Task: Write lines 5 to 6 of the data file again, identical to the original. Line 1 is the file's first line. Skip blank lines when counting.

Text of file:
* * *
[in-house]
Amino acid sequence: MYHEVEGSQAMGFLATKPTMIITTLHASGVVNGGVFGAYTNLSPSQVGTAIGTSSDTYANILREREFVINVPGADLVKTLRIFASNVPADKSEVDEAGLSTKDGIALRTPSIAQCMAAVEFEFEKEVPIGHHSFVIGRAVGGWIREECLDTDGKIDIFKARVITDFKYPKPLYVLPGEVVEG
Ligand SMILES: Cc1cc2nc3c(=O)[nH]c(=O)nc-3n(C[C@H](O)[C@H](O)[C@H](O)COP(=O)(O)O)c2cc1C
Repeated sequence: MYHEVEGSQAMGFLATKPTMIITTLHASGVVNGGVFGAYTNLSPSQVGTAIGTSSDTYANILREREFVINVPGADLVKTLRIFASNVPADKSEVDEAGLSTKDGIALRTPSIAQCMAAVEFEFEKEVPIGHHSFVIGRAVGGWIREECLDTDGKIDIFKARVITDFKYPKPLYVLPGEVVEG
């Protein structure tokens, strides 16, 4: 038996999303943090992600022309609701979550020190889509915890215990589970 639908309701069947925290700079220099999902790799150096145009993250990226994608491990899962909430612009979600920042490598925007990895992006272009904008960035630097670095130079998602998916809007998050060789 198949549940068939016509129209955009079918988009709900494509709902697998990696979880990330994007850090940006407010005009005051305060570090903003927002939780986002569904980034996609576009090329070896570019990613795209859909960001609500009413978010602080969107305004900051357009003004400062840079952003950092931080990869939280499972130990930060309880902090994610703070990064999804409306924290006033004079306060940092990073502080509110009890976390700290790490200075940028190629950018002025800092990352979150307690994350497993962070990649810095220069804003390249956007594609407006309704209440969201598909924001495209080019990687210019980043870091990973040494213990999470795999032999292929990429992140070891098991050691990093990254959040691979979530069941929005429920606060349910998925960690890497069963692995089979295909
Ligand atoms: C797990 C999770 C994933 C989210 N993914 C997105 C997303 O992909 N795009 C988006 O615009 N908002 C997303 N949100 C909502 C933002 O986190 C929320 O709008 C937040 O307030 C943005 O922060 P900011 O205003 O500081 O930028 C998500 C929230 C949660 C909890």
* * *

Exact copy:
């Protein structure tokens, strides 16, 4: 038996999303943090992600022309609701979550020190889509915890215990589970 639908309701069947925290700079220099999902790799150096145009993250990226994608491990899962909430612009979600920042490598925007990895992006272009904008960035630097670095130079998602998916809007998050060789 198949549940068939016509129209955009079918988009709900494509709902697998990696979880990330994007850090940006407010005009005051305060570090903003927002939780986002569904980034996609576009090329070896570019990613795209859909960001609500009413978010602080969107305004900051357009003004400062840079952003950092931080990869939280499972130990930060309880902090994610703070990064999804409306924290006033004079306060940092990073502080509110009890976390700290790490200075940028190629950018002025800092990352979150307690994350497993962070990649810095220069804003390249956007594609407006309704209440969201598909924001495209080019990687210019980043870091990973040494213990999470795999032999292929990429992140070891098991050691990093990254959040691979979530069941929005429920606060349910998925960690890497069963692995089979295909
Ligand atoms: C797990 C999770 C994933 C989210 N993914 C997105 C997303 O992909 N795009 C988006 O615009 N908002 C997303 N949100 C909502 C933002 O986190 C929320 O709008 C937040 O307030 C943005 O922060 P900011 O205003 O500081 O930028 C998500 C929230 C949660 C909890």